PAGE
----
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How much can you safely draw from your living annuity?

It may be less than you think.

One of the most complex problems in financial planning is how to manage your capital in retirement. This is because there are so many unknowns.

Most significantly, nobody can be certain about how long they will need their money to last. Someone who retires at 65 may only live to 75, but they might also make it to 100.

This is a vital consideration for anyone who has reached the stage where they need to turn the capital they have saved up during their working lives into an income. They naturally want the highest monthly payments they can get, but they can’t afford to run the risk of running out of money.

Identifying at what level that balance is reached is one of the greatest debates in retirement planning. What is a safe withdrawal rate from a living annuity if you want to be confident that you won’t run out of money?

Pros and cons

“Living annuities are popular retirement products used by retirees to meet their income needs,” explains Lourens Coetzee, investment professional at Marriott. “The major advantages of these products are choice, flexibility and retention of ownership.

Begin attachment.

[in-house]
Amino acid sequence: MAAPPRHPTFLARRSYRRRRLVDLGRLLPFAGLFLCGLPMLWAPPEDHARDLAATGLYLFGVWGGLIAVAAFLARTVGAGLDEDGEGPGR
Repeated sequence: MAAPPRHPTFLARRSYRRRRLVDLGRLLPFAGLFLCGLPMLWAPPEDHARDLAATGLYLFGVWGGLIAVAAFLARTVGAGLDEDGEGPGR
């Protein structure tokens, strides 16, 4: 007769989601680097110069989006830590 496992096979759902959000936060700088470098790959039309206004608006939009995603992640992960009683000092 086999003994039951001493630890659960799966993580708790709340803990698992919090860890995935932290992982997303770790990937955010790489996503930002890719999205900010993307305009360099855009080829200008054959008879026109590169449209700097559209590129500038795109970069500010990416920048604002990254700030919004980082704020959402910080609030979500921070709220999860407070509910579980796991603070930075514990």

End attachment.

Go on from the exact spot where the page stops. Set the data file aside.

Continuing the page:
“Their shortcoming, however, is that they place the responsibility of guarding against longevity risk – the risk of outliving one’s savings – in the hands of the retiree.”

Marriott recently conducted some interesting research looking at what level of withdrawals could be viewed as safe by those using living annuities.

“Using returns for South African asset classes going back to 1900, we tested how much retirees could safely draw from their savings without running out of capital for 30 years,” Coetzee notes. “We assumed each retiree invested R1 million in a typical balanced fund [comprising 60% equities, 30% bonds and 10% cash] and drew an annual income that kept up with inflation.”

The graph below shows the ‘safe’ rates over this period. This is the highest rate at which someone could start withdrawing from their capital without depleting their capital before 30 years were up.

Source: Marriott

“Initial safe withdrawal rates have fluctuated significantly over time,” Coetzee points out. “Some retirees were able to start with a withdrawal rate as high as 13%, grow their income in line with inflation, and still have a successful retirement.”